I hope that the SAE guys do recognize what they said in their chant was racist and wrong. None of them are likely to ask for my advice on the matter. But we're not talking about children here, nor about someone saying the n-word while quoting rap lyrics or having a classroom discussion about "Huckleberry Finn." In the United States in 2015, any adult white man knows that joining a performance with a bunch of other white guys about how they ain't gone let no "nigger" in their precious white guys' club, complete with the lynch reference "You can hang him from a tree," these guys knew very well that taking part in that was a racist act. And, yes, only a white racist would have willingly participated in such a thing. Anyone who can't see this as a manifestation of white racism literally would not be able to recognize white racism anywhere, under any circumstances.

It would be nice to think that some of them will change course in their lives and not intentionally pass their white supremacist attitudes and hatreds on to other people and other generations. But it's probably more likely that most of them will seek refuge in white victimization whining about how the Bad Negroes and Mean Libruls are pickin' on them. And they will get plenty of support for that attitude among a sadly large portion of white people in the United States.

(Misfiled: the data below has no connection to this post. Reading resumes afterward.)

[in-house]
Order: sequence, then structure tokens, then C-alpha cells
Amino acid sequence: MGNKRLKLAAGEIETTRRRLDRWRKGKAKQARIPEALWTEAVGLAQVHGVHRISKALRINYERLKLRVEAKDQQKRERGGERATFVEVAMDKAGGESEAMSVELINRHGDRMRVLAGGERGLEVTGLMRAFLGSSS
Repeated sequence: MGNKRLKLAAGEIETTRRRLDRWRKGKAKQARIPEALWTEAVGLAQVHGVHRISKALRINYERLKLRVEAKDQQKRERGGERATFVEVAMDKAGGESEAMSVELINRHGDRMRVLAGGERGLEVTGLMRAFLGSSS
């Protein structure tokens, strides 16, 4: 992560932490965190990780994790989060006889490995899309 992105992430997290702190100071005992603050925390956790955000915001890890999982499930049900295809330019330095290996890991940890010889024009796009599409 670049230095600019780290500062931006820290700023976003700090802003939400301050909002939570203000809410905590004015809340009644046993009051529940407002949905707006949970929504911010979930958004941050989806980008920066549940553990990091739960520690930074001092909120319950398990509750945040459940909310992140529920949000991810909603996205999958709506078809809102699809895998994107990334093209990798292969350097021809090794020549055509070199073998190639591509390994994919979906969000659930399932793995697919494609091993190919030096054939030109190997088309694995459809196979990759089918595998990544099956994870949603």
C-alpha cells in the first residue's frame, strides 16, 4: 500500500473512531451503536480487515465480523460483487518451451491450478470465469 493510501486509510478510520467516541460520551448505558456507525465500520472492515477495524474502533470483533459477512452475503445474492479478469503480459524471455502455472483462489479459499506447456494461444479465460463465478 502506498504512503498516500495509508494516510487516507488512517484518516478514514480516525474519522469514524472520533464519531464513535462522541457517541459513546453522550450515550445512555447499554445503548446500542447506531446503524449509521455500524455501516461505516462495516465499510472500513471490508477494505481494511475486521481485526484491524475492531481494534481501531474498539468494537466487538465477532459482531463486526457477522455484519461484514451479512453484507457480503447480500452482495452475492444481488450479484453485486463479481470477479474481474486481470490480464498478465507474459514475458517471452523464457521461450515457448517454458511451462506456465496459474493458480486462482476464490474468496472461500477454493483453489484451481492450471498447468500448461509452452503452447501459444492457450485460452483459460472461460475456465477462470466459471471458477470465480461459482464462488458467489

On March 14, Arlo followed up with another post, acknowledging his surprise at the variety of the responses he got to the first one. In that post he includes, "the president of Oklahoma University, David Boren is someone I've met and admired. He's also a distant cousin of mine. I'm pretty confident he's got a handle on this sad episode, a view with insights I could not possibly have."

I have the impression that Arlo has a "libertarian" perspective. But the crowd that identifies as "libertarian" in the United States these days is also full of people who think the only racism problem we have in the US is that them thar blacks just cain't "git over it." And the "alternative medicine" trend with which he identifies is also full of people for whom combating white racism is very low on their list of life priorities. (See my post, Arlo Guthrie is a Republican? 07/28/2009)